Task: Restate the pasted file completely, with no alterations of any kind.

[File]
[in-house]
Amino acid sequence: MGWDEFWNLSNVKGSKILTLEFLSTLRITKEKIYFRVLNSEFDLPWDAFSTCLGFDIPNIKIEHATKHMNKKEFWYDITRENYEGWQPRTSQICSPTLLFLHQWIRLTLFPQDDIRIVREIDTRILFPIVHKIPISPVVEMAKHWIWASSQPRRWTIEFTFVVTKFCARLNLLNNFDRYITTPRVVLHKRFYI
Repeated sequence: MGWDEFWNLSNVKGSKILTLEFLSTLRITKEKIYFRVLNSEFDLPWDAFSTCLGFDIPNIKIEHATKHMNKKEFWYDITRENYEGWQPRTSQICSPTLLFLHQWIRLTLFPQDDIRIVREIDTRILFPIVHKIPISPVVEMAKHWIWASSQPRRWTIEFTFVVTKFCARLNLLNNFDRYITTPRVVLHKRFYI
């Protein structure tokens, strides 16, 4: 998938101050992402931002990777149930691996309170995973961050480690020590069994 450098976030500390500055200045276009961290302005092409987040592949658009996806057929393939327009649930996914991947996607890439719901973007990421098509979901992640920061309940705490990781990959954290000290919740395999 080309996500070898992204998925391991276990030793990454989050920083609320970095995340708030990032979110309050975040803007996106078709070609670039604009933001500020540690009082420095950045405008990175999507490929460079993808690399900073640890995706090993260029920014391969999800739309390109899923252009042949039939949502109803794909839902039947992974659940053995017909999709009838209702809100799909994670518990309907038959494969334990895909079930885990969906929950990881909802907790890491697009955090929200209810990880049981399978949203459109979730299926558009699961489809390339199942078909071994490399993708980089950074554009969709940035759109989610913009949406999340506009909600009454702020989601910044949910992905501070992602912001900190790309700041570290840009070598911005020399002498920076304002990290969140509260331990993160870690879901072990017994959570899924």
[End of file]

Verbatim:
[in-house]
Amino acid sequence: MGWDEFWNLSNVKGSKILTLEFLSTLRITKEKIYFRVLNSEFDLPWDAFSTCLGFDIPNIKIEHATKHMNKKEFWYDITRENYEGWQPRTSQICSPTLLFLHQWIRLTLFPQDDIRIVREIDTRILFPIVHKIPISPVVEMAKHWIWASSQPRRWTIEFTFVVTKFCARLNLLNNFDRYITTPRVVLHKRFYI
Repeated sequence: MGWDEFWNLSNVKGSKILTLEFLSTLRITKEKIYFRVLNSEFDLPWDAFSTCLGFDIPNIKIEHATKHMNKKEFWYDITRENYEGWQPRTSQICSPTLLFLHQWIRLTLFPQDDIRIVREIDTRILFPIVHKIPISPVVEMAKHWIWASSQPRRWTIEFTFVVTKFCARLNLLNNFDRYITTPRVVLHKRFYI
């Protein structure tokens, strides 16, 4: 998938101050992402931002990777149930691996309170995973961050480690020590069994 450098976030500390500055200045276009961290302005092409987040592949658009996806057929393939327009649930996914991947996607890439719901973007990421098509979901992640920061309940705490990781990959954290000290919740395999 080309996500070898992204998925391991276990030793990454989050920083609320970095995340708030990032979110309050975040803007996106078709070609670039604009933001500020540690009082420095950045405008990175999507490929460079993808690399900073640890995706090993260029920014391969999800739309390109899923252009042949039939949502109803794909839902039947992974659940053995017909999709009838209702809100799909994670518990309907038959494969334990895909079930885990969906929950990881909802907790890491697009955090929200209810990880049981399978949203459109979730299926558009699961489809390339199942078909071994490399993708980089950074554009969709940035759109989610913009949406999340506009909600009454702020989601910044949910992905501070992602912001900190790309700041570290840009070598911005020399002498920076304002990290969140509260331990993160870690879901072990017994959570899924």